Kid Lit Lunch

Poetry Friday: Poetry Speaks to Children

Imagedbcgi_5 As a teenager I read and admired Langston Hughes's poetry. Given the powerful drama of lines like "What happens to a dream deferred?/ Does it dry up/ like a raisin in the sun?.../Or does it explode?,"  I expected that Hughes would speak in deep, stentorian tones.

Hearing his voice on the Poetry Speaks to Children CD surprised me recently. Hughes introduces another poem, "The Negro Speaks of Rivers," telling a bit about how he wrote it, and then reads it. To my ear, he is much more of a tenor, although his message is still basso profundo: "I've known rivers/Ancient, dusky rivers./My soul has grown deep like the rivers." I enjoyed the contrast—and the gift of hearing the poet, who died in 1967,  read his own work. (I should mention that the "raisin in the sun" poem is not on the CD.)

"The Negro Speaks of Rivers" is just one selection in Poetry Speaks to Children, which is accompanied by a CD of some 60 tracks of poets and others reciting their own poems. Roald Dahl is on there, as are Rita Dove and Robert Frost. Compiled by Elise Paschen, the wide-ranging anthology offers lots of pictures and works from the serious (Frost's "Stopping by Woods on a Snowy Evening") to the very silly (C.K. Williams' "Gas").

I'm sharing the book a little at a time with my 7 year old, who is a great age for Poetry Speaks to Children. There's plenty here for younger kiddos, too.

The book and CD remind me how much I like Langston Hughes, and I  am happy to catch up with him again. The bonus is getting to meet a number of new (to me) writers, too.

Pssst. Hey, you poetry folks. You can also hear Hughes read and introduce "The Negro Speaks of Rivers" at the Academy of American Poets.

Liz B. rounds up all the participants in Poetry Friday today at A Chair, A Fireplace and A Tea Cozy.


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Many of the poets reading their works in POETRY SPEAKS TO CHILDREN can be heard at http://www.poetryarchive.org. They have a fantastic children's section at: http://www.poetryarchive.org/childrensarchive/home.do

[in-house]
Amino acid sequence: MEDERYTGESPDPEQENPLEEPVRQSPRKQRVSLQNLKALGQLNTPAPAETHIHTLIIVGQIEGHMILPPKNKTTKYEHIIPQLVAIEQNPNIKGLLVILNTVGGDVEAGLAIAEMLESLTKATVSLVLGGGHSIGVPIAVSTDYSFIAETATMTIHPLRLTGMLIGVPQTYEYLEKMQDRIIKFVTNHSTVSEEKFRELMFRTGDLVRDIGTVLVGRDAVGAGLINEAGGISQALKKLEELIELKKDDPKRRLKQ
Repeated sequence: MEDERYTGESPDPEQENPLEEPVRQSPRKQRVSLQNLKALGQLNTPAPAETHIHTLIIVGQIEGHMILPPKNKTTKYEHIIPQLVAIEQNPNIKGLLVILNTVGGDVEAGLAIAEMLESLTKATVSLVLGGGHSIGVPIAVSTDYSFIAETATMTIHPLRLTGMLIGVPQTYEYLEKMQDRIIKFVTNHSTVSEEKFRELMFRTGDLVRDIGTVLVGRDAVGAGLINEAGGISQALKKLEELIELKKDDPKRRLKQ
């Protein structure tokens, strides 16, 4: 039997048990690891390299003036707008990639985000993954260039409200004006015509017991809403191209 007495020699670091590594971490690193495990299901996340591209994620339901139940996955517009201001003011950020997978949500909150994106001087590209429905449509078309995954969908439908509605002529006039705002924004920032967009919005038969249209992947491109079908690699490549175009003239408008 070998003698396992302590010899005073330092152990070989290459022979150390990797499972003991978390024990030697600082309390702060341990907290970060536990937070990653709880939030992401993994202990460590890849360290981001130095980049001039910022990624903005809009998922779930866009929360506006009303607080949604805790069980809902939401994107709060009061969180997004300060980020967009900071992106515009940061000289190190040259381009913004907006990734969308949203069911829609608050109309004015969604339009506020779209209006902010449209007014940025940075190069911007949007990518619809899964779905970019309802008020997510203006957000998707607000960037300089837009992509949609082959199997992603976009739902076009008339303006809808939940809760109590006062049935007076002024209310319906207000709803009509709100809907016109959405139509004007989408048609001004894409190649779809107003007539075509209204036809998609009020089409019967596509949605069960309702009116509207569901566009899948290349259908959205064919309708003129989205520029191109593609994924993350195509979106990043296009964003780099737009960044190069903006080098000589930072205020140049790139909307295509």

It is great to hear the poets and this book does have a great selection. However, I find the illustrations way too cute and wish they had done something else. Illustration can doom a poem for me. There are some who feel poetry should never be illustrated and this book makes me agree with them.

pssst...you can hear more Langston Hughes read/recite Langston Hughes here. Our library seems to have most of the Voice of the Poet series, and so much sends chills down my back.

And while searching on Amazon for the link, I found "The Essential Langston Hughes", coming from Caedmon in Aug. 2007 -- hmmm!

ooh, thanks for the tips, Monica and Becky. I've missed Langston Hughes, and don't really know why I haven't read his work in so long. I look forward to catching up with more readings on the links y'all mentioned.

Monica, generally I like pictures in books of children's poetry because they are a way in for children who are very visual. But I can see the argument against including them. Pictures, I mean, not children. Ha.

I really want to see this one. Thanks for the informative review.

Jules, I liked the variety of poems that Elise Paschen put together. Your library may have this one; I think mine does.

My son likes the "Gas" one best; needless to say, it is not about the oil-industry variety.


I have seen this book reviewed in a couple of other places. I finally ordered it yesterday on your recommendation. Thanks!

The Favorite Poem Project website has videos of some of the participants reading their favorite poems. The last of the project's three books, "Invitation to Poetry," includes a DVD that also features
participants reading their favorite poems.


I, too, like illustrated books of poetry for young children. I think the illustrations draw some children to books of poetry they might not read otherwise. I do think poor illustrations can detract from a book of children's poetry. However, if a poem is a good piece of writing, nothing can doom it for me.

Elaine, I really like the book and the range of poems and authors. Let me know what you think when you get it. Some of the pictures are lovely.

My son said about an illustration of a Karla Kusking poem, "Mom, that looks like you." I just loved that.

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